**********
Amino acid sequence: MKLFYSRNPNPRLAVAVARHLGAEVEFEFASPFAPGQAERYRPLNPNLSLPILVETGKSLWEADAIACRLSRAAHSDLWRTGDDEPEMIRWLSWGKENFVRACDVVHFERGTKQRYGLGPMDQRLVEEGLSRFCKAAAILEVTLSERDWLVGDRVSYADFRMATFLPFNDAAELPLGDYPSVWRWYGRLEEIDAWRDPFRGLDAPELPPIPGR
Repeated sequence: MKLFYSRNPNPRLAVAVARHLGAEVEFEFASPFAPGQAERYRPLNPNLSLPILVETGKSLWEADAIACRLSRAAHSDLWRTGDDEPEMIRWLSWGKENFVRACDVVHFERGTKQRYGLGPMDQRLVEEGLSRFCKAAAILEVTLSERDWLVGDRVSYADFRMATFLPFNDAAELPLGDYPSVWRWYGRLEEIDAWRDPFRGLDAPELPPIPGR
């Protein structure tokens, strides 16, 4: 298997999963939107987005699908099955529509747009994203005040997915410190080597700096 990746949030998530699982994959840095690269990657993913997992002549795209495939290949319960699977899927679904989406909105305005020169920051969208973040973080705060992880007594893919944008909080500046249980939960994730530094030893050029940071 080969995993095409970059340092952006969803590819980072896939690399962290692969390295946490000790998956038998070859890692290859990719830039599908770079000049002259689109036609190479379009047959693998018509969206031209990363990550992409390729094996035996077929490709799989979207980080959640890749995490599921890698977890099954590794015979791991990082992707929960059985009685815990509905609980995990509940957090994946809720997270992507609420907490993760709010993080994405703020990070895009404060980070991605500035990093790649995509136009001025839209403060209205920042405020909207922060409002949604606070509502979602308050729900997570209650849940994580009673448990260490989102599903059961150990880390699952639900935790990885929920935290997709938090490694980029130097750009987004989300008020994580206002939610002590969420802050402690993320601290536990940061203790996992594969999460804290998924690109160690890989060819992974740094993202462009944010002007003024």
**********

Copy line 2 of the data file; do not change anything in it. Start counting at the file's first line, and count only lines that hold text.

Repeated sequence: MKLFYSRNPNPRLAVAVARHLGAEVEFEFASPFAPGQAERYRPLNPNLSLPILVETGKSLWEADAIACRLSRAAHSDLWRTGDDEPEMIRWLSWGKENFVRACDVVHFERGTKQRYGLGPMDQRLVEEGLSRFCKAAAILEVTLSERDWLVGDRVSYADFRMATFLPFNDAAELPLGDYPSVWRWYGRLEEIDAWRDPFRGLDAPELPPIPGR